New report shows three states and sixty-nine metro areas leading post-COVID recovery

Payroll employment has recovered in three states and sixty-nine metropolitan areas, according to data released this week by the Bureau of Labor Statistics.

Comparing pre-COVID July 2019 to July 2021–this data is not seasonally adjusted on a monthly basis–total nonfarm employment grew in Idaho (4.2%), Utah (3.1%), and Arizona (1.7%). Payroll employment has recovered in every metro in Idaho and Utah, and in five of the seven metros in Arizona. Ten of the twenty-two metros in Florida have recovered, so it could join this group when the August report is published.

Large metros (500,000 jobs or more) with net employment gains in July 2019-July 2021 included:

  1. Austin-Round Rock, TX (4.4%)
  2. Phoenix-Mesa-Scottsdale, AZ (3.2%)
  3. Salt Lake City, UT (2.6%)
  4. Nashville-Davidson–Murfreesboro–Franklin, TN (1.4%)
  5. Tampa-St. Petersburg-Clearwater, FL (1.1%)
  6. Jacksonville, FL (0.7%)
  7. Raleigh, NC (0.5%)

Medium-sized metros (100,000-499,999 jobs), ranked by growth rate:

  1. Provo-Orem, UT
  2. Lakeland-Winter Haven, FL
  3. Boise City, ID
  4. Savannah, GA
  5. Fayetteville-Springdale-Rogers, AR
  6. Durham-Chapel Hill, NC
  7. Ogden-Clearfield, UT
  8. Stockton-Lodi, CA
  9. Port St. Lucie, FL
  10. Tyler, TX
  11. Waco, TX
  12. Huntsville, AL
  13. Lafayette-West Lafayette, IN
  14. Champaign-Urbana, IL
  15. Pensacola-Ferry Pass-Brent, FL
  16. Springfield, MO
  17. Spartanburg, SC
  18. Wilmington, NC
  19. Ocala, FL
  20. Spokane-Spokane Valley, WA
  21. Colorado Springs, CO
  22. Palm Bay-Melbourne-Titusville, FL
  23. Salem, OR
  24. Fargo, ND
  25. Amarillo, TX
  26. Knoxville, TN
  27. North Port-Sarasota-Bradenton, FL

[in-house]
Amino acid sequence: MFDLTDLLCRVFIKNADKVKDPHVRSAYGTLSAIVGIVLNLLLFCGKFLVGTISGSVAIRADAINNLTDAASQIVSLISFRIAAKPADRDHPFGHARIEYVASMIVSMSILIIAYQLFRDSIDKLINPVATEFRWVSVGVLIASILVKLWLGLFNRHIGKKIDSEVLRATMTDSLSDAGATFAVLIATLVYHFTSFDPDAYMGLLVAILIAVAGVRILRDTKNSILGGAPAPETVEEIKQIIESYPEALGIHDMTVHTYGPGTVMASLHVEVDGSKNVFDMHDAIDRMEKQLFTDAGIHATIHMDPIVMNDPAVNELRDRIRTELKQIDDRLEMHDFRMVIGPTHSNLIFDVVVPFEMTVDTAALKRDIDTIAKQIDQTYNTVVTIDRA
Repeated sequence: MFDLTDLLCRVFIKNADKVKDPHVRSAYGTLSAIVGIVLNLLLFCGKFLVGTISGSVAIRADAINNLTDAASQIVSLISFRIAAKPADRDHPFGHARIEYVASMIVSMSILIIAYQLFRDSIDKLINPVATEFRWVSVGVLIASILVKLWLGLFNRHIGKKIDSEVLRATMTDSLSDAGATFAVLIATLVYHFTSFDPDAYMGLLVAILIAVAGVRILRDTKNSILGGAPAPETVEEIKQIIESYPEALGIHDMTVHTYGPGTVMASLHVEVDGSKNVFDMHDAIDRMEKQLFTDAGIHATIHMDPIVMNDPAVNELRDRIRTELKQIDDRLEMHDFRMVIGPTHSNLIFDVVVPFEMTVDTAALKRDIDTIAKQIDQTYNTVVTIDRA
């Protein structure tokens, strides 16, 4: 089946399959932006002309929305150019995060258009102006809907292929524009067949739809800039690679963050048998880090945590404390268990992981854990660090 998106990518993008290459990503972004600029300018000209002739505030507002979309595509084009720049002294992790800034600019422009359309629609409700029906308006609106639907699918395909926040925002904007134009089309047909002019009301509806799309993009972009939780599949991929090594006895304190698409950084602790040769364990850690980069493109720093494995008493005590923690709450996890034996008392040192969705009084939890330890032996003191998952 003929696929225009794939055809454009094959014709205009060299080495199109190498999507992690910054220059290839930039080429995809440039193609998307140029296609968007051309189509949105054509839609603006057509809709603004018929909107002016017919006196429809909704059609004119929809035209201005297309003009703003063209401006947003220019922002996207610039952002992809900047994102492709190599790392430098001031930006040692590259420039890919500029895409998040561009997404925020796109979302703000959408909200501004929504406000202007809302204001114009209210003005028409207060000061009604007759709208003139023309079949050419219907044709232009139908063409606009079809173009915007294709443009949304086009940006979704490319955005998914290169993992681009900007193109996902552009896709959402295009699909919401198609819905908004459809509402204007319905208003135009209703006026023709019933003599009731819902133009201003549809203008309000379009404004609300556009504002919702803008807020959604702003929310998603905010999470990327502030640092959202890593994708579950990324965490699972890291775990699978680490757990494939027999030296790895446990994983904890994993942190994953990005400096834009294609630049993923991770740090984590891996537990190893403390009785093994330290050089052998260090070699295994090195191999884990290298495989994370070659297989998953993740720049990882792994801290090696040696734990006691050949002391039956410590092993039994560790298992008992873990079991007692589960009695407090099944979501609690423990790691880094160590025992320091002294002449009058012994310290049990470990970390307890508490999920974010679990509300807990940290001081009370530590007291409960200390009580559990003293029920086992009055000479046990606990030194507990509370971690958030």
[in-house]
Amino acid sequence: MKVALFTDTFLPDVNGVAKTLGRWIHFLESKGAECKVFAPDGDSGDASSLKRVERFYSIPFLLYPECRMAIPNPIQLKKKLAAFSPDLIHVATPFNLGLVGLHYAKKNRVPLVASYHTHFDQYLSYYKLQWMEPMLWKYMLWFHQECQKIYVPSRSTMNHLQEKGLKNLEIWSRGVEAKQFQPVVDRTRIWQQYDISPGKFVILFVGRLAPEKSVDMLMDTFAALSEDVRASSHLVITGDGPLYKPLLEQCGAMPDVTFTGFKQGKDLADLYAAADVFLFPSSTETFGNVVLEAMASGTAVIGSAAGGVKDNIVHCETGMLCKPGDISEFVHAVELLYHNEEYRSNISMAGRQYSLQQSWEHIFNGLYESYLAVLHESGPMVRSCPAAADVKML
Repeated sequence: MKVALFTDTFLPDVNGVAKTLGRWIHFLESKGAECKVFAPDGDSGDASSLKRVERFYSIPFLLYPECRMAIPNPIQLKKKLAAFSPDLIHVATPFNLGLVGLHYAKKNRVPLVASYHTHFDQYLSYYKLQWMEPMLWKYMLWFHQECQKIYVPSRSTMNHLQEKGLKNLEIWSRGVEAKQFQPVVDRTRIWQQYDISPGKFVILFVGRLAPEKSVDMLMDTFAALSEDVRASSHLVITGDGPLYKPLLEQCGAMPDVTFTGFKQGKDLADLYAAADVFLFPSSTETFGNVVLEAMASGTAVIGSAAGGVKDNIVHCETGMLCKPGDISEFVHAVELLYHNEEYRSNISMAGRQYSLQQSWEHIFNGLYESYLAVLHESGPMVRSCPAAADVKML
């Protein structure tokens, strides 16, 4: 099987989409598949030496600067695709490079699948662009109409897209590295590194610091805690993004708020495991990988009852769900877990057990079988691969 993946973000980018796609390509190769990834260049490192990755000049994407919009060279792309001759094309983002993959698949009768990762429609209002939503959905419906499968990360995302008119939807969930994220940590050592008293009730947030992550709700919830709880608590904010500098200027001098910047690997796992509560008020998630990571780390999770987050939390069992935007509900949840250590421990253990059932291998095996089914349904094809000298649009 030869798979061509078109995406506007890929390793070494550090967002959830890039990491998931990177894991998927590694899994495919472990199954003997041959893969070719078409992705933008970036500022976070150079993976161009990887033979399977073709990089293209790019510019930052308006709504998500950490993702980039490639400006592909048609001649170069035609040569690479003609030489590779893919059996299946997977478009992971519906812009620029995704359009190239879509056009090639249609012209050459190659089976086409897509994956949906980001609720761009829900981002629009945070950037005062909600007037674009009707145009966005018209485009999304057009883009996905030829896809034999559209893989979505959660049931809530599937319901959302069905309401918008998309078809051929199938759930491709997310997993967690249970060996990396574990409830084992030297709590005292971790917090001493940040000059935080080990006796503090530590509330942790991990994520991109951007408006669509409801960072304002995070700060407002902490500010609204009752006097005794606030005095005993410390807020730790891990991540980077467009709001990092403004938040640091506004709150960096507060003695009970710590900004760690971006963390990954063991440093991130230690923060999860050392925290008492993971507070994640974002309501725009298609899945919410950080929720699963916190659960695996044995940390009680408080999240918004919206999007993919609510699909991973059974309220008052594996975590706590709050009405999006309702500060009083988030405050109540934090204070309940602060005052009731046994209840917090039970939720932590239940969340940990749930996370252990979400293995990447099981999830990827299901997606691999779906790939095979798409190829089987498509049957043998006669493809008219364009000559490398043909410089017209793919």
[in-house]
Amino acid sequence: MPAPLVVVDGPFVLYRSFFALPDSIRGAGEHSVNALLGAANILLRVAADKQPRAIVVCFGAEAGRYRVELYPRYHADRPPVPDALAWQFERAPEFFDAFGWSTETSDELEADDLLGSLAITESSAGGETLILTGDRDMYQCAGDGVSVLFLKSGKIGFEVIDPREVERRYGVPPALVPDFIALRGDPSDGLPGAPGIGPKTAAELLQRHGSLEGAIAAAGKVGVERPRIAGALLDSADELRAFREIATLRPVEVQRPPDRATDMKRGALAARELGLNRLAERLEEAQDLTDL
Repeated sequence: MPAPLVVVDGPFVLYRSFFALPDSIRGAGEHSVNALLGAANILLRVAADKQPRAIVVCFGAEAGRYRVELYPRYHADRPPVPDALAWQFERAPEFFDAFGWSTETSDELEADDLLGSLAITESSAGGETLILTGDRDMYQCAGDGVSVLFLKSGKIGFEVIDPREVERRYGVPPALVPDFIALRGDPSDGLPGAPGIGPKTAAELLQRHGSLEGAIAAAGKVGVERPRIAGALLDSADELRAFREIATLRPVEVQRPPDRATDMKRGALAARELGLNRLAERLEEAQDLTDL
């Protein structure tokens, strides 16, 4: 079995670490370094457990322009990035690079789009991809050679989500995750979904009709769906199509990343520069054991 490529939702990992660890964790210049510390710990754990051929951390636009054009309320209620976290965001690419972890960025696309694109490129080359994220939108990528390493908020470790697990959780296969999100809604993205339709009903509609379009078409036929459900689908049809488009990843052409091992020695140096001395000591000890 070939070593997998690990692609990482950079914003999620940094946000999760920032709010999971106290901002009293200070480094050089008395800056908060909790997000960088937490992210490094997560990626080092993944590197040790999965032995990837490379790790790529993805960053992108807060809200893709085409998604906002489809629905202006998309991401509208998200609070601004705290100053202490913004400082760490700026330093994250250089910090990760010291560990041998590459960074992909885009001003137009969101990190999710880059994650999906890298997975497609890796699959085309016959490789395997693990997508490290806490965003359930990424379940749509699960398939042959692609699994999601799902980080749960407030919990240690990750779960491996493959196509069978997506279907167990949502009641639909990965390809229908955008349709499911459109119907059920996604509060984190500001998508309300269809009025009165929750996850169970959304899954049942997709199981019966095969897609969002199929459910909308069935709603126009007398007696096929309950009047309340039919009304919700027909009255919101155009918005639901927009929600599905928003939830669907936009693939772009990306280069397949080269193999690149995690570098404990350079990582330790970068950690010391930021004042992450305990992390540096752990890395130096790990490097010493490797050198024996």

Growth rates in Provo, Lakeland, Boise, Savannah, Fayetteville, and Durham exceeded three percent.

Small metros (fewer than 100,000 jobs), ranked by growth rate:

  1. Sierra Vista-Douglas, AZ
  2. St. George, UT
  3. Pocatello, ID
  4. Idaho Falls, ID
  5. Logan, UT
  6. Coeur d’Alene, ID
  7. Cleveland, TN
  8. California-Lexington Park, MD
  9. Jacksonville, NC
  10. Abilene, TX
  11. Walla Walla, WA
  12. Lake Havasu City-Kingman, AZ
  13. Twin Falls, ID
  14. Daphne-Fairhope-Foley, AL
  15. Winchester, VA
  16. Burlington, NC
  17. Merced, CA
  18. Yuma, AZ
  19. Lewiston, ID
  20. The Villages, FL
  21. Morristown, TN
  22. Sherman-Denison, TX
  23. Yuba City, CA
  24. Prescott, AZ
  25. Jefferson City, MO
  26. Warner Robins, GA
  27. Greenville, NC
  28. Dothan, AL
  29. Hammond, LA
  30. El Centro, CA
  31. Jonesboro, AR
  32. Columbia, MO
  33. Auburn-Opelika, AL
  34. Longview, WA
  35. Sebring, FL

Payroll employment growth in the top-eleven metros in that list exceeded three percent.

Overall, the July report was a mixed bag, or at least it was reported that way. According to the BLS, unemployment was down in nearly every metro in July 2021 compared to a year earlier, as you would expect. That’s good news, despite the fact that many people are still on the sidelines of the labor market, and not represented in those figures.

But I was surprised at how the BLS characterized job growth: “In July, 142 metropolitan areas had over-the-year increases in nonfarm payroll employment and 247 were essentially unchanged.” By my count, year-over-year job growth exceeded three percent in the majority of metros. Is that really “unchanged?”

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